Restoration of Rampur's Machhi Bhawan can boost tourism in the Royal city

Story by  ATV | Posted by  Aasha Khosa • 19 d ago
Machhi Bhawan of Rampur
Machhi Bhawan of Rampur


Sanam Ali Khan

The historical monuments of Delhi, Lucknow, Hyderabad, and Jaipur have received significant attention and have been beautifully restored. The Rampur city with many impressive and rich Indo-European architectural heritage monuments needs attention as well. 

One such structure in the city is Machhi Bhawan, which is located in the Fort Complex. Its restoration could help pitch it as a cultural tourism destination of Uttar Pradesh. All the city monuments collectively could be pitched as a rich tourist destination and help generate revenue for the district. 

The spectacular structure adds immense value to the historic character of the city that lies to the north-east of Qilla Maula. Its adjacent building which is known as Rampur Raza Library has been restored. But due to some reason, Machhi Bhawan has largely been neglected. Though it now has been converted to a Girls Government College. 

The building houses an ancient fountain made of marble, has teak wood paneling on the walls, decorative old fireplaces, ornamented colourful tiles, curved wrought iron handrail, Belgian cut glasses, French chandeliers, and a terrace overlooking the garden that adds to it a distinct style. Many of these valuables have been broken and lost.

Talked to Syed Naved Qaiser, a scholar working on the Old monuments ofRohilkhand in Rampur Raza library, tells about the literature of the land he said “According to the preserved authentic written sources “We have seen the grand enlightening Durbar of Nawab Kalbe Alikhan in Machhi Bhawan’’.

Enlightening discussions used to take place here in the building among scholars from far and wide. Also, it is here that Nawab took a keen interest in the literary discussions amongst the learned scholars and noblemen. Several important decisions related to governance were taken here. Irrespective of religion or caste people of the city were allowed to enter and watch the proceedings of durbar.

In 1918, historian Najmul Ghani Khan published a two-volume history of Rampur “Akhbar-us-ṣanadid” 

(accounts of Rohilla heroes). He describes Machhi Bhawan as the ‘Diwan-i-Khas’ of the reign of Nawab Qalbe Ali Khan Bahadur.

In his detailed account of the history of the Nawabs’ rule, he pays particular attention to the architectural marvels that came up during Nawab Hamid Ali Khan’s reign, it was during his tenure that beautiful structures were erected and defined Rampur as a modern beautiful city, where talent and skills were promoted.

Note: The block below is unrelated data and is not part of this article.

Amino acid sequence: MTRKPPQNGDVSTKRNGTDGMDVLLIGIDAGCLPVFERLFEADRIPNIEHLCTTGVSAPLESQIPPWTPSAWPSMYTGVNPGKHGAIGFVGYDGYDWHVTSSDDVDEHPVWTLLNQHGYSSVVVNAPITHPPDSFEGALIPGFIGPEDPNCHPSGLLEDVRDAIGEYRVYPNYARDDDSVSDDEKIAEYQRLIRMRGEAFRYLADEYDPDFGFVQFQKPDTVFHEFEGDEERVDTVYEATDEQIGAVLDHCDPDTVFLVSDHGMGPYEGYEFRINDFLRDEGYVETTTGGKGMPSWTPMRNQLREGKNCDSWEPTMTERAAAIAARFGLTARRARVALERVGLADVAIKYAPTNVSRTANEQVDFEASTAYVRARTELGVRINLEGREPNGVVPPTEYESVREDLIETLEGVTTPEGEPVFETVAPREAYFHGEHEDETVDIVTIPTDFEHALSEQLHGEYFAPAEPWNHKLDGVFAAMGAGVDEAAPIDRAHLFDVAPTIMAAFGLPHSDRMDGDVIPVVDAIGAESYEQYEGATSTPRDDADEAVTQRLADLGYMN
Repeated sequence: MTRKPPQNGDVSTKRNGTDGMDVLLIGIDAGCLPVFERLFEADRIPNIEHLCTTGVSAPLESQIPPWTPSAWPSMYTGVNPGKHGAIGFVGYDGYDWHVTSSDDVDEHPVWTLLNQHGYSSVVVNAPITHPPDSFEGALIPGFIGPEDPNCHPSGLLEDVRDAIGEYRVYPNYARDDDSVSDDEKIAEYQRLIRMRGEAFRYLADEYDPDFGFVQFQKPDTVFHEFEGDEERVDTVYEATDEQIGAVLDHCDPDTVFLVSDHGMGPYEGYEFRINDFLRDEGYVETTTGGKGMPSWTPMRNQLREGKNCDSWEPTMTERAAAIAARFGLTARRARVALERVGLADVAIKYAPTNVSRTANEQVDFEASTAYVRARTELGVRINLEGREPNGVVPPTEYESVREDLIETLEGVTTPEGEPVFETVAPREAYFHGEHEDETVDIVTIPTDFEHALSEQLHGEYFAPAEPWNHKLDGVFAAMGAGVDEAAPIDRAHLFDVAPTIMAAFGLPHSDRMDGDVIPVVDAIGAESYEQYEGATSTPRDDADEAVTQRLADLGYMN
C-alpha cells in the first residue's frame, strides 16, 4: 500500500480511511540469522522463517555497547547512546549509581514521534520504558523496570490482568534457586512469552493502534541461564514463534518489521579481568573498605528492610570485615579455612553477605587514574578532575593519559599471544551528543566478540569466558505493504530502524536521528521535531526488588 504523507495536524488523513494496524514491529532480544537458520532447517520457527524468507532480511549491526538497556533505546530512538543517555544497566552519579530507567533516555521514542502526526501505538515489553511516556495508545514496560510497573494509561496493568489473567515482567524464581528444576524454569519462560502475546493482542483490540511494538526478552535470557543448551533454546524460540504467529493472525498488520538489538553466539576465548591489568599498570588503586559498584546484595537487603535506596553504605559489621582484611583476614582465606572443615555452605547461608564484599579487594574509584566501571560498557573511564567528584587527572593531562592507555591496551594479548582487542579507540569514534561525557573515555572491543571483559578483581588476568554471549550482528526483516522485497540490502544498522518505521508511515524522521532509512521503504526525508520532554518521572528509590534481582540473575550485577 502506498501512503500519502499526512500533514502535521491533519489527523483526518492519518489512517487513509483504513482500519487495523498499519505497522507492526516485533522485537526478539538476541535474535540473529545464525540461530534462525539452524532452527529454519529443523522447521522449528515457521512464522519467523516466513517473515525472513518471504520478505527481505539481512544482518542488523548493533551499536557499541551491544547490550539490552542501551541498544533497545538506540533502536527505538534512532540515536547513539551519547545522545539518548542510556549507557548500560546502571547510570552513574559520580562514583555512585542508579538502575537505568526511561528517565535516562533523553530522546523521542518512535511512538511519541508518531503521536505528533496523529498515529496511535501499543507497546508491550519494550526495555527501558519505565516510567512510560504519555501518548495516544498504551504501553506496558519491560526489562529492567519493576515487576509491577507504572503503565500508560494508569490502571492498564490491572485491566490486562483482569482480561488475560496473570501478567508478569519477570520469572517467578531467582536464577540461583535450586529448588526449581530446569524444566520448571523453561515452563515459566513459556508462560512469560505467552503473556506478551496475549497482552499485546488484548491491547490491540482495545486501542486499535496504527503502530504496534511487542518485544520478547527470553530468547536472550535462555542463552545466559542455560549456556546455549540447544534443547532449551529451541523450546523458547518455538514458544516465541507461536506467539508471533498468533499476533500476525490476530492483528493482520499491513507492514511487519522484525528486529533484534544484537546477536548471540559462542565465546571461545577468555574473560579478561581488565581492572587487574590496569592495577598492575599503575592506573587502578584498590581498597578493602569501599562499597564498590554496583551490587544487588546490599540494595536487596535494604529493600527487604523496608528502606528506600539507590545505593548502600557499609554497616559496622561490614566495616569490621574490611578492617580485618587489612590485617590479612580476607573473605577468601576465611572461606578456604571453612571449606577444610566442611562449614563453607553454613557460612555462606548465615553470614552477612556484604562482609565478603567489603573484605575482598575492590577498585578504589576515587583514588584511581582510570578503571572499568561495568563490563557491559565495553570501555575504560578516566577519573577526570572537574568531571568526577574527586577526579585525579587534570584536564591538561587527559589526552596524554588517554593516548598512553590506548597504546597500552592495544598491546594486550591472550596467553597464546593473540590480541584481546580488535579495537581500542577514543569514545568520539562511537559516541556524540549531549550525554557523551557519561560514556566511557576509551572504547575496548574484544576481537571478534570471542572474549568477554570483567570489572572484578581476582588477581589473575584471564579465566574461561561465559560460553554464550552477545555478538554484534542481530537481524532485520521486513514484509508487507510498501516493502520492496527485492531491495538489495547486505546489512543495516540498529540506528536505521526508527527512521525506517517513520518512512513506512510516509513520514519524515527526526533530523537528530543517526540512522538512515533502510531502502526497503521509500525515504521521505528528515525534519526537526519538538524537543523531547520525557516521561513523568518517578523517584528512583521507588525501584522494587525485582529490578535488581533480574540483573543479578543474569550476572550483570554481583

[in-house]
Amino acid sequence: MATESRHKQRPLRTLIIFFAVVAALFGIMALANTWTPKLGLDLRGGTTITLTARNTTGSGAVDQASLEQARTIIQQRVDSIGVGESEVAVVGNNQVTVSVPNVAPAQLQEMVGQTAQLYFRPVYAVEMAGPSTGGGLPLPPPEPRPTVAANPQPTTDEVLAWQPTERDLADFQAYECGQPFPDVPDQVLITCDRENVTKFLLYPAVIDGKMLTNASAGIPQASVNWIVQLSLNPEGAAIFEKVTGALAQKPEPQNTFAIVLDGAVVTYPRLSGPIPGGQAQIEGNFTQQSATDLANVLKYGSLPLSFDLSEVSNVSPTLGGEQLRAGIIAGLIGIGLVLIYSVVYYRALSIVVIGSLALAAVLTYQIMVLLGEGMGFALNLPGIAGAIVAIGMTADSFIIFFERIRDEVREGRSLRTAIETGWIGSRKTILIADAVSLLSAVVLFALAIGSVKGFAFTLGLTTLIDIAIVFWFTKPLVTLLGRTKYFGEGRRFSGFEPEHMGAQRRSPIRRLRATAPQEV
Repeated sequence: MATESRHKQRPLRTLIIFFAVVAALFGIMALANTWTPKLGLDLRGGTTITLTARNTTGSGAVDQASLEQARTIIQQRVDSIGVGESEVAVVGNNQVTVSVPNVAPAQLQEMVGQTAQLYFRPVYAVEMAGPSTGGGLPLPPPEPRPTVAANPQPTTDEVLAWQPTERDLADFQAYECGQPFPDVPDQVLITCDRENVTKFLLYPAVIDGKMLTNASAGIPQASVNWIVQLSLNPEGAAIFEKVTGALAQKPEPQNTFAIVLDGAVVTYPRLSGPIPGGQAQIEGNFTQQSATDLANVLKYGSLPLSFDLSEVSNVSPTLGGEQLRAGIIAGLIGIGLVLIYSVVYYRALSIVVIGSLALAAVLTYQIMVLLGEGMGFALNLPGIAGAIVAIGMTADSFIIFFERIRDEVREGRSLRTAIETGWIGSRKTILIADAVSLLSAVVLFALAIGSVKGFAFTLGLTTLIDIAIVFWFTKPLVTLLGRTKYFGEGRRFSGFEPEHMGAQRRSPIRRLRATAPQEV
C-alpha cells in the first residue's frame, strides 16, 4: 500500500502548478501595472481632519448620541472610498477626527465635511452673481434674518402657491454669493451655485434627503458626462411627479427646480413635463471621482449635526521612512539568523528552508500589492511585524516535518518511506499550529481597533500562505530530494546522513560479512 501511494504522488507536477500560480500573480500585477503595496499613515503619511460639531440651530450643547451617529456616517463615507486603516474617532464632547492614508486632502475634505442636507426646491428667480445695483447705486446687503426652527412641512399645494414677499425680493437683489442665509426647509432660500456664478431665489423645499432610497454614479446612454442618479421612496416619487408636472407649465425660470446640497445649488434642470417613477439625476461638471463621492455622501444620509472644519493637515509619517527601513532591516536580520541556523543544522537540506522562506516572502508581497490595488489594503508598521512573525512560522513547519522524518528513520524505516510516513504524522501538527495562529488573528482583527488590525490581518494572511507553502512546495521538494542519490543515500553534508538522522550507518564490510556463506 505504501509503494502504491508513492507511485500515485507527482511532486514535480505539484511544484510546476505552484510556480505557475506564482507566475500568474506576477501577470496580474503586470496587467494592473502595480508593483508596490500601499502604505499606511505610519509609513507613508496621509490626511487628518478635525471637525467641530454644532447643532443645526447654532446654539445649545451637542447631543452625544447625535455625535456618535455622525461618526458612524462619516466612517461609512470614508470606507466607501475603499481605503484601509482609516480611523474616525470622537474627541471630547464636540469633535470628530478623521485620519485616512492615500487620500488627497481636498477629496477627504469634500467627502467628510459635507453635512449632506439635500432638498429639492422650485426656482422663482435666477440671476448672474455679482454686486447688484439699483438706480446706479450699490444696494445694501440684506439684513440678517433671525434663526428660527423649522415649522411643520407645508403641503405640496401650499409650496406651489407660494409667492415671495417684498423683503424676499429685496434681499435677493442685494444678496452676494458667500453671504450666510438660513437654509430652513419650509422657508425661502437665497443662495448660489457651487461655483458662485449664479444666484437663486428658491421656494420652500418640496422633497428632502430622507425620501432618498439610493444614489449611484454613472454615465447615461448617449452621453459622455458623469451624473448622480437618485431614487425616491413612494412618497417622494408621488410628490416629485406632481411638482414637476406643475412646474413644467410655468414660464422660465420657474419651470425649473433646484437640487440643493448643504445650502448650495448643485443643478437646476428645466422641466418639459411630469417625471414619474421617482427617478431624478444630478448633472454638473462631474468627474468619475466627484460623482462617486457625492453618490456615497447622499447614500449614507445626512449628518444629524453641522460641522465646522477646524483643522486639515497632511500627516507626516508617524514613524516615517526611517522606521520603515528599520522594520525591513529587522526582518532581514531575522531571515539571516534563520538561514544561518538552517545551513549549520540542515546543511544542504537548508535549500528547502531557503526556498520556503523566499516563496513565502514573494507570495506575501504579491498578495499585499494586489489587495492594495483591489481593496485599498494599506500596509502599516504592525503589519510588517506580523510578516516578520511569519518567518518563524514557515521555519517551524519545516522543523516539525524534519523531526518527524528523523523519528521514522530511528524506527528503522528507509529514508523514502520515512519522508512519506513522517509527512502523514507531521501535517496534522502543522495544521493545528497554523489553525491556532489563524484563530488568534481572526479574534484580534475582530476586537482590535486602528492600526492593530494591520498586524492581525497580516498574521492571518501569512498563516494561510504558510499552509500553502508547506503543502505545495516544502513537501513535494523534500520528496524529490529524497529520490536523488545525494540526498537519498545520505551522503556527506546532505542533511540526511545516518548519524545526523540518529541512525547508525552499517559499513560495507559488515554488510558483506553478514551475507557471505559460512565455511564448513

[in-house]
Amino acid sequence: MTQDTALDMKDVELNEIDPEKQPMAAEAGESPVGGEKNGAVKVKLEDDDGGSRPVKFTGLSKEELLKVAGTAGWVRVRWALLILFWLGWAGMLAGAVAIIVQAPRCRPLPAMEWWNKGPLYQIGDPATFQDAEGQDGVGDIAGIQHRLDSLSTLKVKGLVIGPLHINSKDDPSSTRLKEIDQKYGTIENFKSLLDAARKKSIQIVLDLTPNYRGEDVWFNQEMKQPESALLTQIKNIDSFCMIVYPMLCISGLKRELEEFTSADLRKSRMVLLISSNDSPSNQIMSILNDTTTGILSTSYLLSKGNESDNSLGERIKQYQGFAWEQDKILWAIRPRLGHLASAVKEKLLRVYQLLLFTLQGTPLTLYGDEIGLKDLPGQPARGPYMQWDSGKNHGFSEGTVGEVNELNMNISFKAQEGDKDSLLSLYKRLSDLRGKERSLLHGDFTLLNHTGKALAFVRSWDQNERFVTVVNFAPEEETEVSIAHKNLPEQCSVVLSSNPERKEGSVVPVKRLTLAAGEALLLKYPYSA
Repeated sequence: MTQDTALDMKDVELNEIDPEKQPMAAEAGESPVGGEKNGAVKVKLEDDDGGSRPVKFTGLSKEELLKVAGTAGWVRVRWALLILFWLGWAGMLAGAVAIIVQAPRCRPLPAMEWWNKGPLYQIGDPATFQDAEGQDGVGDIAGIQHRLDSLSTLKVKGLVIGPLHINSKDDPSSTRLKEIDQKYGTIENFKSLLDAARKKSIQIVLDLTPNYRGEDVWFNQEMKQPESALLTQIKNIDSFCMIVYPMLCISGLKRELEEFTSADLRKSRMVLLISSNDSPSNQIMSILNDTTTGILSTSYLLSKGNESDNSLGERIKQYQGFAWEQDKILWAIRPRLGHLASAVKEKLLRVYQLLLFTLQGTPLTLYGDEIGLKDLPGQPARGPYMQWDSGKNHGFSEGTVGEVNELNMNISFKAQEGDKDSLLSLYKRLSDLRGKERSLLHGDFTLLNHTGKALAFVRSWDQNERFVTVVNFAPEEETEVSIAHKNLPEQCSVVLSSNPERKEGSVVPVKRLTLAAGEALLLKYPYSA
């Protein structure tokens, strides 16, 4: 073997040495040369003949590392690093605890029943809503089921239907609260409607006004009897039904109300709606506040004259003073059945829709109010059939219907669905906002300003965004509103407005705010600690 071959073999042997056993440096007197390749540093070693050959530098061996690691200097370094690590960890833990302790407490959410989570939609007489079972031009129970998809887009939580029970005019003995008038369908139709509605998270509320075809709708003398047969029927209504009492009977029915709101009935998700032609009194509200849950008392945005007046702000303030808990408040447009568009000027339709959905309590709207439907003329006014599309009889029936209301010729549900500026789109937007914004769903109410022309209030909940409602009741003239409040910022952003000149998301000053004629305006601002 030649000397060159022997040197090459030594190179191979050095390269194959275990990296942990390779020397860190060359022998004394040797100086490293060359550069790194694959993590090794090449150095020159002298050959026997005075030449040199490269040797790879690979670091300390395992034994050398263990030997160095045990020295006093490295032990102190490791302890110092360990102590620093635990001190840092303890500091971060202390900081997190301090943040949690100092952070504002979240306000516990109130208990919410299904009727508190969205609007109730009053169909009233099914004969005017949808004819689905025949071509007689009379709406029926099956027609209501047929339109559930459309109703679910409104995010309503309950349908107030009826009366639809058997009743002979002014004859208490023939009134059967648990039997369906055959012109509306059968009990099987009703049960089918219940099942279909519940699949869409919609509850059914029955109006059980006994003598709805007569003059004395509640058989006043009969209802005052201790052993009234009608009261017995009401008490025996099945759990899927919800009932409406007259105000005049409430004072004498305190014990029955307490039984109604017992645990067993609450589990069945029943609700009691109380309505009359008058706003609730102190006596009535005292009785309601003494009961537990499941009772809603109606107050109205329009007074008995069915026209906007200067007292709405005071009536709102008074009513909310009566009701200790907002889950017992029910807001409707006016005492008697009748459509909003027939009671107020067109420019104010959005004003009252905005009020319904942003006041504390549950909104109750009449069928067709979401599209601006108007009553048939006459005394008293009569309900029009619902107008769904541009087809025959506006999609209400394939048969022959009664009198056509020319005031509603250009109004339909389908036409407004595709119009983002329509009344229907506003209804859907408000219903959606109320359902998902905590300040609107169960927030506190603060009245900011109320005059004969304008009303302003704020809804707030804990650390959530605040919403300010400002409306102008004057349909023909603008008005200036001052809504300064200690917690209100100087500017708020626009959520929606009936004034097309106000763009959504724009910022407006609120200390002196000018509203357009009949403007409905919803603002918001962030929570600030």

Interestingly Nawab Hamid Ali Khan is also referred to as the Shah Jahan of Rampur thanks to his architectural and urban planning. He added noteworthy improvements to make the beautiful city.

Jahanara Habibullah, who belonged to the royal family has written a scintillating memoir about her days in the Rampur fort (Habibullah: 2001” Remembrance of Days Past Glimpses of a Princely State During the Raj).”

She says the architecture included huge open spaces and gardens. The Indo-European classical architecture was complemented by extensive Mughal-patterned gardens. The Nawab’s household occupied the Machhi Bhawan, styled like the Awadh palaces with their symbolism of the fish. Rampur originated as a princely state in 1774 as a result of the treaty signed with Awadh. The fish motif rose to eminence and quickly became the central element in Rampur's royal insignia, just as it was in Awadh. Since the fish symbolizes good fortune and prosperity, people also considered it an auspicious omen. 

Nawab Hamidali Khan (1889-1930) became the ruler in 1889 at the age of 14. He transformed and expanded the city. The erstwhile princely state’s ruler particularly gave attention to the architectural creations as he had a keen eye for aesthetic and cultural production. Hamid Ali Khan appointed W.C Wright (French architect) as the executive engineer in the western provinces services (National Archives of India 1890) he developed buildings that symbolized the aesthetic and political authority of his patron. 

The fort complexes were rebuilt as the core of this urban face-lifting and modernization with a mix of European architecture using local bricks and sand. many "modern buildings" such as railway stations, hospitals, courts, public gates, wide streets, and canal systems were erected to represent the progress of this so-called backward princely state. He also commissioned a “Rampur album” with 55 images of the city photographed by Albert Jenkins and others (India Office records).

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The Machhi Bhawan palace is identified by its grand hall and galleries. It was converted into Govt Girls College. This Palace originally used to be the official residence of the Nawabs of Rampur.


The author is an Art conservator at Rampur Raza library.